Every type of ball design suits a particular purpose. Small differences can make a massive impact in terms of gameplay and results. Modern innovations have given us better balls but they have also raised questions about the influence of technology on performance. The sport’s governing bodies have stepped in to ensure fairness by establishing limits and monitoring future developments.

How To Clean A Bowling Ball

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In order for a bowling ball to perform well, it needs to be taken care of properly. Cleaning a bowling ball is extremely important, and could make the difference between a win or a loss in a league or tournament.

Proper maintenance and cleaning doesn’t take a ton of time, but it is needs to be kept up with to really have a ball last. Below is a look at everything you need to know about how to clean a bowling ball and have it performing well.

Step by Step Cleaning

There are two main types of cleaning when talking about a bowling ball. A deep clean is usually done at home, or with a little bit more free time. There is also cleaning the ball off in the middle of the game. That’s easier, but sometimes just as important. Just a tiny amount of build up can effect how much hook the ball can potentially have.

Deep Cleaning a Bowling Ball

No matter how you might rub off the oil between each shot, that oil will still seep into the coverstock of the bowling ball in time. When the ball stops reacting the way you feel is normal, it is time for a deep clean.

The first step is simply to decide if the deep clean should be done by a professional at a pro shop, or by you personally. Some people who are not familiar with deep cleaning will leave it up to a professional. While they can do a great job, it is usually a cost most would like to avoid.

Professional cleaners will either bake the oil out with a special oven, or do a deep cleaning of the ball much like any person could do at home. Baking the ball is a unique procedure that definitely has some positives. It is pretty costly though, and most simply don’t want to spend that much money but once or twice.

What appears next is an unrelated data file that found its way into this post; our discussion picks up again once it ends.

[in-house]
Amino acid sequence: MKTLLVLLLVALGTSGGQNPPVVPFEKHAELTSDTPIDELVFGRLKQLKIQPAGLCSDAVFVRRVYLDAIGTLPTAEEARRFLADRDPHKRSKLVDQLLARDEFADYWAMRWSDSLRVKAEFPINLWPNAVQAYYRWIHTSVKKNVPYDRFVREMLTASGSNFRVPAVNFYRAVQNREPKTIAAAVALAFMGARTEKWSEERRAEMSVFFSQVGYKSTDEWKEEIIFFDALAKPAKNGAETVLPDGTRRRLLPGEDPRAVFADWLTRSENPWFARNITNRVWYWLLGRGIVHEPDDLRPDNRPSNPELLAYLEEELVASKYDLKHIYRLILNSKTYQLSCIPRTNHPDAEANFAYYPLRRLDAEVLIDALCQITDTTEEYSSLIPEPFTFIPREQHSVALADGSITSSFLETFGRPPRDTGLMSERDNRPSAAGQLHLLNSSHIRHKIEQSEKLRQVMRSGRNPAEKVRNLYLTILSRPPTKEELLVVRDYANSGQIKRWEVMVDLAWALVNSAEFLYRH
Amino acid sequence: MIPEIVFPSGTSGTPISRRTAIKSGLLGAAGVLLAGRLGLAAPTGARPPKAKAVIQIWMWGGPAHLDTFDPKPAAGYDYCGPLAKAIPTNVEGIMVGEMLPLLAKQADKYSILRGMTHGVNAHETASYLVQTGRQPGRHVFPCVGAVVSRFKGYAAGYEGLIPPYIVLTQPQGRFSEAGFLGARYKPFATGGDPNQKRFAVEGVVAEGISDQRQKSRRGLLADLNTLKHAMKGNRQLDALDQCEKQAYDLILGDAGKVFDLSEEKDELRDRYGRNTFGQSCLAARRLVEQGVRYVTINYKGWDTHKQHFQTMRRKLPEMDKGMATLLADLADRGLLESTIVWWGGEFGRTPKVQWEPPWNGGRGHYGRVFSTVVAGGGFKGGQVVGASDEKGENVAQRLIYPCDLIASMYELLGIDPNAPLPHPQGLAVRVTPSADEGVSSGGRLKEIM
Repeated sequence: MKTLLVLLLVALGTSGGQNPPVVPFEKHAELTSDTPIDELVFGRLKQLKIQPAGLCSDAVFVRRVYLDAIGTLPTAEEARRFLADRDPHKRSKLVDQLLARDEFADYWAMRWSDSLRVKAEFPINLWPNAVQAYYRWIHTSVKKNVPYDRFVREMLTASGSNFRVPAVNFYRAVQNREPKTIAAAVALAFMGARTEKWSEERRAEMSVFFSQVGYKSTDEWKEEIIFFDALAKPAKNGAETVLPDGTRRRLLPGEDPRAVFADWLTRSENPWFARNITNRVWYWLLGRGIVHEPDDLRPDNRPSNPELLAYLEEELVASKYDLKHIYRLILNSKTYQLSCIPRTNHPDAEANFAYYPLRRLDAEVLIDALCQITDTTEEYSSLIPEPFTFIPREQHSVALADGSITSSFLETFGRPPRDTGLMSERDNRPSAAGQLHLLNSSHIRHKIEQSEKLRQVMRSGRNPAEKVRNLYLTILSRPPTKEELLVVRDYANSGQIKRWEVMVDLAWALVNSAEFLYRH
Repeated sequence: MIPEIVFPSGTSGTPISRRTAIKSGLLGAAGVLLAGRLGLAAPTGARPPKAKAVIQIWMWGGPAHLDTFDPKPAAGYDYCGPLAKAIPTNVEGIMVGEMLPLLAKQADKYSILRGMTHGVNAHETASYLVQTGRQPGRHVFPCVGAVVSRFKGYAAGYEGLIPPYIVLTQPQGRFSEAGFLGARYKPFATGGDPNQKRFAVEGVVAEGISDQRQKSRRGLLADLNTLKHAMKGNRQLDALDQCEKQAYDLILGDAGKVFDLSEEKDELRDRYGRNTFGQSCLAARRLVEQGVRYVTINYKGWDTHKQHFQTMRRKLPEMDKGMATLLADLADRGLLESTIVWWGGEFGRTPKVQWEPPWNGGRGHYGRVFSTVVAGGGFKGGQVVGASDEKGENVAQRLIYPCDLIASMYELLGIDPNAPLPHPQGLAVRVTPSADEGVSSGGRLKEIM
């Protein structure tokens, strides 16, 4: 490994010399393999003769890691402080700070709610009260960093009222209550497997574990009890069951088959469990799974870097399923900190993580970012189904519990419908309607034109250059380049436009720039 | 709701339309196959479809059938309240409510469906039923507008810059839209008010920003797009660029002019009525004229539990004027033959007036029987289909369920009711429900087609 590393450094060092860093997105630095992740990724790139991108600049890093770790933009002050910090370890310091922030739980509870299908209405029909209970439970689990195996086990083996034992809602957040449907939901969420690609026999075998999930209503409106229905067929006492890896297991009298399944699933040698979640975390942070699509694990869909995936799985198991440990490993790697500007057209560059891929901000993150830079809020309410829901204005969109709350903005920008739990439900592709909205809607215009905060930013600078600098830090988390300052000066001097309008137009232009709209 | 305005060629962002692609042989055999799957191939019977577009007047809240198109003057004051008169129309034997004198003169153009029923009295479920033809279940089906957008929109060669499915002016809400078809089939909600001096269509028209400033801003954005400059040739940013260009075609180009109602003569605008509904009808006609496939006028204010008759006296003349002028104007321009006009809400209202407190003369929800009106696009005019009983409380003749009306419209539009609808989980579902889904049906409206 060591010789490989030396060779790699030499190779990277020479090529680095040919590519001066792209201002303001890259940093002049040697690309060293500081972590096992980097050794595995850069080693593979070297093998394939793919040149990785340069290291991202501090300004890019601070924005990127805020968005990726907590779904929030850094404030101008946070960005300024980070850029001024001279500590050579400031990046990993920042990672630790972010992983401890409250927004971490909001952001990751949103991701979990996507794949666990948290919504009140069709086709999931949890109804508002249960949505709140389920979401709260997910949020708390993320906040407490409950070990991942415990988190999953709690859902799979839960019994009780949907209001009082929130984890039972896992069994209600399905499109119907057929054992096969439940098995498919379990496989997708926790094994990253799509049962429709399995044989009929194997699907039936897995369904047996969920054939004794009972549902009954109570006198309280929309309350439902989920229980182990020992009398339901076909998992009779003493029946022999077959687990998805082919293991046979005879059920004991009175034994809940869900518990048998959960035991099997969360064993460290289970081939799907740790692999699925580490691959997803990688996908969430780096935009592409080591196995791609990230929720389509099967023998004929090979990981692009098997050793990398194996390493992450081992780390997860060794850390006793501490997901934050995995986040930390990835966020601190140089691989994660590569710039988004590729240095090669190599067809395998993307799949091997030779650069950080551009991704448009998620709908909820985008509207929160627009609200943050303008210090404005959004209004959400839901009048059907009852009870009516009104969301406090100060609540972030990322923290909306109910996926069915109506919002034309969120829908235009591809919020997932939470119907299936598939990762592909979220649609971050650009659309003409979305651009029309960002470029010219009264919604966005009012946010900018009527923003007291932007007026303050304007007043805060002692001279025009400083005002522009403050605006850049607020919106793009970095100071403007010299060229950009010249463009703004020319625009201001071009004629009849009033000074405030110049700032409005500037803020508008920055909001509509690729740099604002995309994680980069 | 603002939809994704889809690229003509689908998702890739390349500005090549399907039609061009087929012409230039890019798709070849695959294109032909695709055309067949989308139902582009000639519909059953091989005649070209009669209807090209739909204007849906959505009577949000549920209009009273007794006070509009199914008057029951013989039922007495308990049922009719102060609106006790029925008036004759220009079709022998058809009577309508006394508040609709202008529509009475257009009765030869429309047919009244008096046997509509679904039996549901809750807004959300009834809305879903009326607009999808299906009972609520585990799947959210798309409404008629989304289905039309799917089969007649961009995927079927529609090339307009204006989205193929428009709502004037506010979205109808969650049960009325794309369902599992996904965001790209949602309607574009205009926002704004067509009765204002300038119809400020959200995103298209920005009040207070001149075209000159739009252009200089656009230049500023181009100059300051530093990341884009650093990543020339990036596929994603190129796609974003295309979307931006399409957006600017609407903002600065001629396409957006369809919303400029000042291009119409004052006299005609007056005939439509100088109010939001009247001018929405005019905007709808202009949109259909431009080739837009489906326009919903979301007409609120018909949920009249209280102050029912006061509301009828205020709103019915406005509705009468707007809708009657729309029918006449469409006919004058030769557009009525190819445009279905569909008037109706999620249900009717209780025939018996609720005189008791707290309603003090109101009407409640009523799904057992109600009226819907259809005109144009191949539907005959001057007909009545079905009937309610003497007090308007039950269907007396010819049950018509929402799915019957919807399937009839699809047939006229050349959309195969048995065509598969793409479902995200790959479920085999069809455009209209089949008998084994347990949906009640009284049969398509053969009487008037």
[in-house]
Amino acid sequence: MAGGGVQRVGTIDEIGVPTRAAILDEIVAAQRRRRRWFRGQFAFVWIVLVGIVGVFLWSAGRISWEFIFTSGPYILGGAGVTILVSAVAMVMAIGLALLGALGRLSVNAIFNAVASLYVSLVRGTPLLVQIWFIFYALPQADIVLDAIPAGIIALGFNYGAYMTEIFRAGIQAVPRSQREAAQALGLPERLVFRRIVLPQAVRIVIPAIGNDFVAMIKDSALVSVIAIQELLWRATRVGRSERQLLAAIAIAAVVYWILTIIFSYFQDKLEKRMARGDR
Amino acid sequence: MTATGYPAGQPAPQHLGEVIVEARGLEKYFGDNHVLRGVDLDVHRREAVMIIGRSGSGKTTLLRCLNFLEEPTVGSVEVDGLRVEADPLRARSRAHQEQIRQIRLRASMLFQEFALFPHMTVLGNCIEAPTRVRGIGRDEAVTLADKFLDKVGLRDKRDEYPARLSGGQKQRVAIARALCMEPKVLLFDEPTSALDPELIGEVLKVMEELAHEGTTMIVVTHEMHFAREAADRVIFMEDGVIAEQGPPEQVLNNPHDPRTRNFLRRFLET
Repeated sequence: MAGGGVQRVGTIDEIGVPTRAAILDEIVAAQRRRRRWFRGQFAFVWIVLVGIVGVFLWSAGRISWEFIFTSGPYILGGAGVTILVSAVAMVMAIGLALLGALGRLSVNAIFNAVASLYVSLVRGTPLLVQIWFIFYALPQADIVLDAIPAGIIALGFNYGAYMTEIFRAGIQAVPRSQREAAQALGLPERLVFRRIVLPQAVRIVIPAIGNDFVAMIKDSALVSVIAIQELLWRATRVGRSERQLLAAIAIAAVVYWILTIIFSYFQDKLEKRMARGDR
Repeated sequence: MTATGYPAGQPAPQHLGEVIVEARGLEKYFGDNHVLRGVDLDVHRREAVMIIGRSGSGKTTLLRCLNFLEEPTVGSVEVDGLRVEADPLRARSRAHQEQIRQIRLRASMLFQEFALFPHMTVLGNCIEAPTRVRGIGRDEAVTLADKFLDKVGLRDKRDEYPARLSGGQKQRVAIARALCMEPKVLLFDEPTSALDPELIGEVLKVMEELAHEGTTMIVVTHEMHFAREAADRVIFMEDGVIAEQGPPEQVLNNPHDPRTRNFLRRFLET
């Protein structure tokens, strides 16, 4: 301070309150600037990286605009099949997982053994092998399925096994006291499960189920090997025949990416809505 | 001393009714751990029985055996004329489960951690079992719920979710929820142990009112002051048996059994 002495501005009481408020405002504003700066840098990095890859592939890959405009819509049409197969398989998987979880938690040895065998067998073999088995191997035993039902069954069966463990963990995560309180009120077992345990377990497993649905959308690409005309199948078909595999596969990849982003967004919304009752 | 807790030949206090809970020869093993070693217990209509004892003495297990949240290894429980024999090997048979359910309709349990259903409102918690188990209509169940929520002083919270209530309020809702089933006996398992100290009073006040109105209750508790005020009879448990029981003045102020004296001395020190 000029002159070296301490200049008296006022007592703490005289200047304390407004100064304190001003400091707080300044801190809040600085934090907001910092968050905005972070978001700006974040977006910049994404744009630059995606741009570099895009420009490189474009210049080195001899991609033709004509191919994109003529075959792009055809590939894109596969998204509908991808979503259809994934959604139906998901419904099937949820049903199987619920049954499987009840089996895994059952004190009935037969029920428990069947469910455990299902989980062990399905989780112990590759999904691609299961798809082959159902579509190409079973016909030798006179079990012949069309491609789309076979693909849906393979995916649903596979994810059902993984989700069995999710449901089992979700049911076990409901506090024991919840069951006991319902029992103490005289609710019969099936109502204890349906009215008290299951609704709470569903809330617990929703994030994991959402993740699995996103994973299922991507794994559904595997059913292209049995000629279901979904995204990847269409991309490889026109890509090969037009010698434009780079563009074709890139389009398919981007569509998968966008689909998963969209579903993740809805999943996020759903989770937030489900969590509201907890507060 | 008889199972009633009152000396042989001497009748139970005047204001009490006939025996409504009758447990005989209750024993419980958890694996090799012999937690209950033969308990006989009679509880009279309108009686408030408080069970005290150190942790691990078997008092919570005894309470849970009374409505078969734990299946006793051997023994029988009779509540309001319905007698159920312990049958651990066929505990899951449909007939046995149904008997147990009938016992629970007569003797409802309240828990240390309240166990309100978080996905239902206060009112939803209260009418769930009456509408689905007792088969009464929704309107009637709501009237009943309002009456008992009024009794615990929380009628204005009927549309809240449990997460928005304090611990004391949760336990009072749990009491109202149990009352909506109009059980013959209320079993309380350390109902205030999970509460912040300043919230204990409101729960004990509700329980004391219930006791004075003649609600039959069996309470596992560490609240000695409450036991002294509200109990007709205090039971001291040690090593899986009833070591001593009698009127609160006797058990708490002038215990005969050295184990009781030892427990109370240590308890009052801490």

Deep cleaning is much more practical, and can be done by anyone with the right supplies. The question is, how does someone actually go about a deep clean at home?

The first step is to have the supplies. Everyone needs:

  • microfiber towel
  • soap
  • tape
  • bucket

Step 1: Apply the tape to the holes on the ball. This is to keep the water from getting in and potentially doing damage.

Step 2: Fill up the bucket with hot water. The bucket needs to be more than big enough for the bowling ball so that it can be completely submerged.

Step 3: Add the soap to the water. Regular dish soap can work, or specific bowling ball soap cleaner if a person wishes to invest in that. Specific cleaner usually works faster and more effectively.

Step 4: Place the bowling ball in the bucket. Spin it around to make sure everything is covered. Once it is spun around a bit, let it sit in the bucket for about 30 minutes. There is no problem with letting it sit a while longer, but there comes a point where it is as deeply cleaned as possible.

Step 5: Take the ball out of the bucket, and begin wiping it down with a microfiber towel. The ball needs to be completely dried right after the cleaning. Try to give it some time to fully dry out before playing with the ball.

Cleaning The Ball Off Mid-Game

For a faster clean to get some surface oil off of the ball, a towel can be used after every single shot. There is no set type or size of towel, but most people opt for a microfiber option.

A towel that is big enough to cradle the ball is perfect, allowing for a convenient way to clean the entire surface area of the ball as quickly as possible. Anyone who watching a pro match will notice plenty of players doing this on a pretty consistent basis.

Best Bowling Ball Cleaners

Since cleaning a bowling ball is so important, there are a number of products out there to help with the process. In fact, the market is a bit oversaturated with so many options, making it difficult to sift through them all and find the best value.

Below is a look at some of the best ball cleaners and accessories to help with cleaning. This is a great starting point to invest a little bit of money into keeping the best balls you own looking great. While there are alternatives out there for these things (regular dish soap, regular towels, etc.), something formulated specifically for bowling balls are just going to be better.